And Chris Gallant from Forbes magazine also covered our rosy economic myth:
For all the recent bravado claiming that Canada's supposedly boring yet prudent financial regulations have steered it permanently clear of housing bubble territory, the simple truth is that key causes of the U.S. housing bubble have been sufficiently replicated in Canada.And we are now about to wear this fiasco as indeed the housing bubble appears ready to burst.
CMHC: Fannie and Freddie's Canadian Cousin - For example, while it is technically true that Canada does not have its own publicly-traded GSEs such as Fannie Mae .. and Freddie Mac .. to artificially inflate its housing market, it has the next best thing. The Canadian Mortgage and Housing Corporation (CMHC) is Canada's national housing agency used to provide mortgage insurance, which is fully integrated by the federal government ....
(Uh) Oh, Canada! - Since 2007, when the first effects of the credit crunch began to be felt, the Canadian government postponed the housing bubble's burst by dramatically loosening lending standards, allowing CMHC to insure mortgages with 40-year amortizations and 0% down-payments for the first time in history. This of course flooded the market with new, high-risk borrowers, propping up already historically high prices with unsustainable, artificial demand.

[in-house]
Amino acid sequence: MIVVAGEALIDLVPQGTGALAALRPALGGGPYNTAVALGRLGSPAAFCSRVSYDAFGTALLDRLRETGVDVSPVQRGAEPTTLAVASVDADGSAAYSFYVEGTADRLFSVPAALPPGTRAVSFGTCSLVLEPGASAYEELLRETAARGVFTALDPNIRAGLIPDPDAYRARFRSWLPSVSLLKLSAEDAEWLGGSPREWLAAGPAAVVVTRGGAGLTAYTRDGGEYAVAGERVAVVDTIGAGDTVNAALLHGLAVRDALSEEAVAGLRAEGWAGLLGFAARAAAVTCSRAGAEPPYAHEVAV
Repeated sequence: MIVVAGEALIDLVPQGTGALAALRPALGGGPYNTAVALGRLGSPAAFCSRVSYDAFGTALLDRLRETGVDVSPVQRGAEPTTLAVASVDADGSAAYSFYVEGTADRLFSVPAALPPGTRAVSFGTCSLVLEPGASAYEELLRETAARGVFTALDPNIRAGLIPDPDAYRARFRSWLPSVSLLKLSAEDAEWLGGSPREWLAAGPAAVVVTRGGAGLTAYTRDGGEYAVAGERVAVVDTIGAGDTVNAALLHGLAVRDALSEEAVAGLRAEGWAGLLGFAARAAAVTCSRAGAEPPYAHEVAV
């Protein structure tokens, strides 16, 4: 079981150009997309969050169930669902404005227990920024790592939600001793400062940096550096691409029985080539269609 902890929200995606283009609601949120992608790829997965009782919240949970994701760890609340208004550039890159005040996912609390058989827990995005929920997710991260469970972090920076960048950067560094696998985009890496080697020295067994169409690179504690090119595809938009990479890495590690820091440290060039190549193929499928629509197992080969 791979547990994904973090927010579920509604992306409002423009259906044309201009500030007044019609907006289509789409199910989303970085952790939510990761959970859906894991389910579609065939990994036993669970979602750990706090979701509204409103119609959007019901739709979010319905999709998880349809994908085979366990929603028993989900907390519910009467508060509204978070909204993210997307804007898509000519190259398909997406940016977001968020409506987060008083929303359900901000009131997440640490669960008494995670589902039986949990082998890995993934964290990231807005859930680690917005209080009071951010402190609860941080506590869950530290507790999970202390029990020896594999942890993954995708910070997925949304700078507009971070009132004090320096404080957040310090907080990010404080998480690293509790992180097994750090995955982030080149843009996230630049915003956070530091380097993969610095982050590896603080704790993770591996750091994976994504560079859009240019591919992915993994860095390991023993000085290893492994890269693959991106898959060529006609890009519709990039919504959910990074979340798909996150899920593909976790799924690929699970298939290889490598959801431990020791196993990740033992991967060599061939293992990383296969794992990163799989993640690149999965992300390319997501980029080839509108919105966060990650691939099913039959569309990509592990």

From 2007 to early 2009, the total dollar value of CMHC's outstanding MBSs grew from $138 billion to $265 billion, an increase of 92%. During this same time, the total mortgage credit outstanding on the collective books of Canadian banks increased by only 1% to $447 billion. In other words, all the market demand that has been propping up Canadian house prices can be attributed to Canada's version of subprime loans that the free market was not willing to bear the risk of.
Even RBC now says there are “red flags” over the Vancouver market. “While the Vancouver market is clearly vulnerable to a price correction, this does not imply that a collapse is imminent because supply (both in the existing and new home sides of the market) is well contained at this point.” What does that mean? If listings rise, of course, it means there will be “a collapse.”And with our high rate of both unemployment and underemployment, we could see a lot of houses come on the market.
In the GTA: “The deteriorating trend in Toronto’s housing affordability continued.” And the bank cautions that a “wild downswing” in prices was kept at bay only because vendors retreated. Which begs the question of how long that will last. As I’ve told you before, I expect this correction to be followed by a multi-year melt, as interest rates normalize and then those oxygen-sucking, walker-wheeling Boomers start trading houses for income.
And what is our exalted one doing about this? Nothing. Instead he and his Mike Harris sidekick Flaherty, are continuing with the facade of having a steady hand on the economy, while instilling fear of a coalition. Same old, same old.